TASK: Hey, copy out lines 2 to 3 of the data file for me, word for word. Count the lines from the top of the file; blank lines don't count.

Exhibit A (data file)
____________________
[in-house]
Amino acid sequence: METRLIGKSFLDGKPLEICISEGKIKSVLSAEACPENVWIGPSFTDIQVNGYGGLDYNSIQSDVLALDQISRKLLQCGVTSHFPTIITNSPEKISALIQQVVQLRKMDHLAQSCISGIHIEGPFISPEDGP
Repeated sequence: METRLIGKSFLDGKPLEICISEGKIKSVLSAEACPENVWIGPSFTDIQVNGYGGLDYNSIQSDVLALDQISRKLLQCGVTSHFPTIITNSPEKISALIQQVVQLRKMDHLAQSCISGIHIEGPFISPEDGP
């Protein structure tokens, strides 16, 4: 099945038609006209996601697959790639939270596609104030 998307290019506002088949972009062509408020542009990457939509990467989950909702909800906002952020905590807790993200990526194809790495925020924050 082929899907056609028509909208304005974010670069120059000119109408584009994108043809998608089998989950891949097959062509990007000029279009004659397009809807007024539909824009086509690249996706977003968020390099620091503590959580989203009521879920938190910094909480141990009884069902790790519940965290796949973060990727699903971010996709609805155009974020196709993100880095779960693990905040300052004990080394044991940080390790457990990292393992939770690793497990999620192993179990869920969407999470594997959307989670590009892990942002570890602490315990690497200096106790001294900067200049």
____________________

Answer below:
Amino acid sequence: METRLIGKSFLDGKPLEICISEGKIKSVLSAEACPENVWIGPSFTDIQVNGYGGLDYNSIQSDVLALDQISRKLLQCGVTSHFPTIITNSPEKISALIQQVVQLRKMDHLAQSCISGIHIEGPFISPEDGP
Repeated sequence: METRLIGKSFLDGKPLEICISEGKIKSVLSAEACPENVWIGPSFTDIQVNGYGGLDYNSIQSDVLALDQISRKLLQCGVTSHFPTIITNSPEKISALIQQVVQLRKMDHLAQSCISGIHIEGPFISPEDGP